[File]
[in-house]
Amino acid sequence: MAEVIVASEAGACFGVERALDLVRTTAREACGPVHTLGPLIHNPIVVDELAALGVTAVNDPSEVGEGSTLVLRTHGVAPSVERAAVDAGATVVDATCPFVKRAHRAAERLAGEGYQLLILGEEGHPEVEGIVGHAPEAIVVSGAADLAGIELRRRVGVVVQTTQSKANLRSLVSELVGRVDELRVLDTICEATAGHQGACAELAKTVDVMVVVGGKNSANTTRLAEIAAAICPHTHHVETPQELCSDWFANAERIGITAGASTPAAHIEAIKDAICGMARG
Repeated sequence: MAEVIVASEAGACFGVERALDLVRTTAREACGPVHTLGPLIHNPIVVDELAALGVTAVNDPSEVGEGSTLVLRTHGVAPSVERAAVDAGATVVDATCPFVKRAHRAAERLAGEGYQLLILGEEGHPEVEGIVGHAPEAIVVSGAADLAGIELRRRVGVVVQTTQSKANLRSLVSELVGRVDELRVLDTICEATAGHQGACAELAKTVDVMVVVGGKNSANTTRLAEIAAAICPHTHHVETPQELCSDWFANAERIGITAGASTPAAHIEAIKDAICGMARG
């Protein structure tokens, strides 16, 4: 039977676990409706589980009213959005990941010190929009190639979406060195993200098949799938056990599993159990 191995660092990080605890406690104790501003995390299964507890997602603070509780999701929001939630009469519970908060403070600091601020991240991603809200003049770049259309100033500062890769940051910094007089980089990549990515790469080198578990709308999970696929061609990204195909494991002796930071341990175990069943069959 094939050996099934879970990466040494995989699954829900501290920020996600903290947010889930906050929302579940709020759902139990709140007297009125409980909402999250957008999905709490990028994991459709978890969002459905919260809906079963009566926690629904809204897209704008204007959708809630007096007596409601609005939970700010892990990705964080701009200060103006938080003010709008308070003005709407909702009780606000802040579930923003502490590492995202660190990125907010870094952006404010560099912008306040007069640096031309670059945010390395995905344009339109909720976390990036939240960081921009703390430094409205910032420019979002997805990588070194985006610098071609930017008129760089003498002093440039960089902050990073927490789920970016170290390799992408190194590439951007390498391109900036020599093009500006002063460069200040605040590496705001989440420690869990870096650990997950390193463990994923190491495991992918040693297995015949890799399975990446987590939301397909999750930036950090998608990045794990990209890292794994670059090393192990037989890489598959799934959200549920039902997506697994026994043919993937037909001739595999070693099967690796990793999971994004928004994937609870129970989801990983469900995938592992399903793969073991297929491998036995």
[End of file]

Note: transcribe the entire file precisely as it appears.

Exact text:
[in-house]
Amino acid sequence: MAEVIVASEAGACFGVERALDLVRTTAREACGPVHTLGPLIHNPIVVDELAALGVTAVNDPSEVGEGSTLVLRTHGVAPSVERAAVDAGATVVDATCPFVKRAHRAAERLAGEGYQLLILGEEGHPEVEGIVGHAPEAIVVSGAADLAGIELRRRVGVVVQTTQSKANLRSLVSELVGRVDELRVLDTICEATAGHQGACAELAKTVDVMVVVGGKNSANTTRLAEIAAAICPHTHHVETPQELCSDWFANAERIGITAGASTPAAHIEAIKDAICGMARG
Repeated sequence: MAEVIVASEAGACFGVERALDLVRTTAREACGPVHTLGPLIHNPIVVDELAALGVTAVNDPSEVGEGSTLVLRTHGVAPSVERAAVDAGATVVDATCPFVKRAHRAAERLAGEGYQLLILGEEGHPEVEGIVGHAPEAIVVSGAADLAGIELRRRVGVVVQTTQSKANLRSLVSELVGRVDELRVLDTICEATAGHQGACAELAKTVDVMVVVGGKNSANTTRLAEIAAAICPHTHHVETPQELCSDWFANAERIGITAGASTPAAHIEAIKDAICGMARG
């Protein structure tokens, strides 16, 4: 039977676990409706589980009213959005990941010190929009190639979406060195993200098949799938056990599993159990 191995660092990080605890406690104790501003995390299964507890997602603070509780999701929001939630009469519970908060403070600091601020991240991603809200003049770049259309100033500062890769940051910094007089980089990549990515790469080198578990709308999970696929061609990204195909494991002796930071341990175990069943069959 094939050996099934879970990466040494995989699954829900501290920020996600903290947010889930906050929302579940709020759902139990709140007297009125409980909402999250957008999905709490990028994991459709978890969002459905919260809906079963009566926690629904809204897209704008204007959708809630007096007596409601609005939970700010892990990705964080701009200060103006938080003010709008308070003005709407909702009780606000802040579930923003502490590492995202660190990125907010870094952006404010560099912008306040007069640096031309670059945010390395995905344009339109909720976390990036939240960081921009703390430094409205910032420019979002997805990588070194985006610098071609930017008129760089003498002093440039960089902050990073927490789920970016170290390799992408190194590439951007390498391109900036020599093009500006002063460069200040605040590496705001989440420690869990870096650990997950390193463990994923190491495991992918040693297995015949890799399975990446987590939301397909999750930036950090998608990045794990990209890292794994670059090393192990037989890489598959799934959200549920039902997506697994026994043919993937037909001739595999070693099967690796990793999971994004928004994937609870129970989801990983469900995938592992399903793969073991297929491998036995």